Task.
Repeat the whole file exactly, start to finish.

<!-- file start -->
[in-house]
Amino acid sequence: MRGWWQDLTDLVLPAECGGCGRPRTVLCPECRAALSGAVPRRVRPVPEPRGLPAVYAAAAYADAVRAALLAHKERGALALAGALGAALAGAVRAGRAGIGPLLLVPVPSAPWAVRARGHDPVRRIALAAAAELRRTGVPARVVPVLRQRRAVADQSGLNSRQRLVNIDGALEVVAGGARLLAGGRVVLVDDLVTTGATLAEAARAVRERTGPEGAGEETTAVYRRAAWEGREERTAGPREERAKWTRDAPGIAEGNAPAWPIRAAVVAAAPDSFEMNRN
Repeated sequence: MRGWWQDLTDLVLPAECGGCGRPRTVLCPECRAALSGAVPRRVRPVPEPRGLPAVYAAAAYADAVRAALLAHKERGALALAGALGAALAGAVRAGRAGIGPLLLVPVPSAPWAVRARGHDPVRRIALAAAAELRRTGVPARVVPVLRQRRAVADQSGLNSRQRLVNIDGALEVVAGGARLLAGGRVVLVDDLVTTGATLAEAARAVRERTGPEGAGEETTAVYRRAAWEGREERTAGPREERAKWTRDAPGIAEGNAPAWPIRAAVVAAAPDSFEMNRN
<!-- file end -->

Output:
[in-house]
Amino acid sequence: MRGWWQDLTDLVLPAECGGCGRPRTVLCPECRAALSGAVPRRVRPVPEPRGLPAVYAAAAYADAVRAALLAHKERGALALAGALGAALAGAVRAGRAGIGPLLLVPVPSAPWAVRARGHDPVRRIALAAAAELRRTGVPARVVPVLRQRRAVADQSGLNSRQRLVNIDGALEVVAGGARLLAGGRVVLVDDLVTTGATLAEAARAVRERTGPEGAGEETTAVYRRAAWEGREERTAGPREERAKWTRDAPGIAEGNAPAWPIRAAVVAAAPDSFEMNRN
Repeated sequence: MRGWWQDLTDLVLPAECGGCGRPRTVLCPECRAALSGAVPRRVRPVPEPRGLPAVYAAAAYADAVRAALLAHKERGALALAGALGAALAGAVRAGRAGIGPLLLVPVPSAPWAVRARGHDPVRRIALAAAAELRRTGVPARVVPVLRQRRAVADQSGLNSRQRLVNIDGALEVVAGGARLLAGGRVVLVDDLVTTGATLAEAARAVRERTGPEGAGEETTAVYRRAAWEGREERTAGPREERAKWTRDAPGIAEGNAPAWPIRAAVVAAAPDSFEMNRN